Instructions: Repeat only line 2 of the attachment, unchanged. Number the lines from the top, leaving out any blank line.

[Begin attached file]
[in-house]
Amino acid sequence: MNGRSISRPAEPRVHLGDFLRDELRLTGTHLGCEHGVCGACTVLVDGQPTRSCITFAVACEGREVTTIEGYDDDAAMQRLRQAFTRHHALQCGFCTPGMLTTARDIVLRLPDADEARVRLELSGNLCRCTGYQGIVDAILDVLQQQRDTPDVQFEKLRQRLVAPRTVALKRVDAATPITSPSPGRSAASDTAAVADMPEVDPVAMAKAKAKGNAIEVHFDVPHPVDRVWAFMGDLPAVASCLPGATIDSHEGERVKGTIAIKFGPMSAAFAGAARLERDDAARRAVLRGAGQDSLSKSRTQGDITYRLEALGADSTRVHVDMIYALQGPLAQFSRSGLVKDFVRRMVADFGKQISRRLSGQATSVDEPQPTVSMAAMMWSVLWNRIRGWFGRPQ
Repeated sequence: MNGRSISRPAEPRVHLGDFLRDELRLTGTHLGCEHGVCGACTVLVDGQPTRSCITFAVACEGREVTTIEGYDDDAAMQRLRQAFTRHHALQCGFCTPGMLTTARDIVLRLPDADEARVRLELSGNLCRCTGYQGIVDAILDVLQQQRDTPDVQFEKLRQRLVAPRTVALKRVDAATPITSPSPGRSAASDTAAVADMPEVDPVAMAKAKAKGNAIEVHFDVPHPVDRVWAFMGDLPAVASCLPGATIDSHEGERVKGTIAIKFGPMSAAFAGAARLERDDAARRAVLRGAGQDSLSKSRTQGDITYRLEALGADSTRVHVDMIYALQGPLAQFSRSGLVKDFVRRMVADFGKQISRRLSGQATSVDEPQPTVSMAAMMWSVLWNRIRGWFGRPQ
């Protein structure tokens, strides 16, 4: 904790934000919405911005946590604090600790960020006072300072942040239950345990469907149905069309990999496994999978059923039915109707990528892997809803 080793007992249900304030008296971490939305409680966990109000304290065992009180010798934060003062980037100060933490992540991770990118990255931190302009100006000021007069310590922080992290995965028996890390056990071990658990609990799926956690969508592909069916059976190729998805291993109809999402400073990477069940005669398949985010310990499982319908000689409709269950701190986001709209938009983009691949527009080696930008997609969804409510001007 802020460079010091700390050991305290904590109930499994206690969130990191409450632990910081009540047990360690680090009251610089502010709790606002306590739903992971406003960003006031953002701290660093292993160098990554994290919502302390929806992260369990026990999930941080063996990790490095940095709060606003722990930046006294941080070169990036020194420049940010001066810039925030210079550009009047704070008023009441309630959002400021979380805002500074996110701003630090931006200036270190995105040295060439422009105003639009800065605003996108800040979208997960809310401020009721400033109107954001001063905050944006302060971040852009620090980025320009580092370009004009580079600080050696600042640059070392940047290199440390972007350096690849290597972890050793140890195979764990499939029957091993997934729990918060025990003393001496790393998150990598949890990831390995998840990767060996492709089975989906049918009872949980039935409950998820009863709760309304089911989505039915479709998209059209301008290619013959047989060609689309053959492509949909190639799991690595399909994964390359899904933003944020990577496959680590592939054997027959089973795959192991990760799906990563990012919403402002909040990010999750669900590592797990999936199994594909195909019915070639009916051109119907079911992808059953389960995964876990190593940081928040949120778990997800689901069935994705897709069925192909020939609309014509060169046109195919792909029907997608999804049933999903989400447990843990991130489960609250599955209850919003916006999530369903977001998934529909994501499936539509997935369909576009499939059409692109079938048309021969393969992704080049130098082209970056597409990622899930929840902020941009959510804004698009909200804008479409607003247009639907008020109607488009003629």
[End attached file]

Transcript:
Amino acid sequence: MNGRSISRPAEPRVHLGDFLRDELRLTGTHLGCEHGVCGACTVLVDGQPTRSCITFAVACEGREVTTIEGYDDDAAMQRLRQAFTRHHALQCGFCTPGMLTTARDIVLRLPDADEARVRLELSGNLCRCTGYQGIVDAILDVLQQQRDTPDVQFEKLRQRLVAPRTVALKRVDAATPITSPSPGRSAASDTAAVADMPEVDPVAMAKAKAKGNAIEVHFDVPHPVDRVWAFMGDLPAVASCLPGATIDSHEGERVKGTIAIKFGPMSAAFAGAARLERDDAARRAVLRGAGQDSLSKSRTQGDITYRLEALGADSTRVHVDMIYALQGPLAQFSRSGLVKDFVRRMVADFGKQISRRLSGQATSVDEPQPTVSMAAMMWSVLWNRIRGWFGRPQ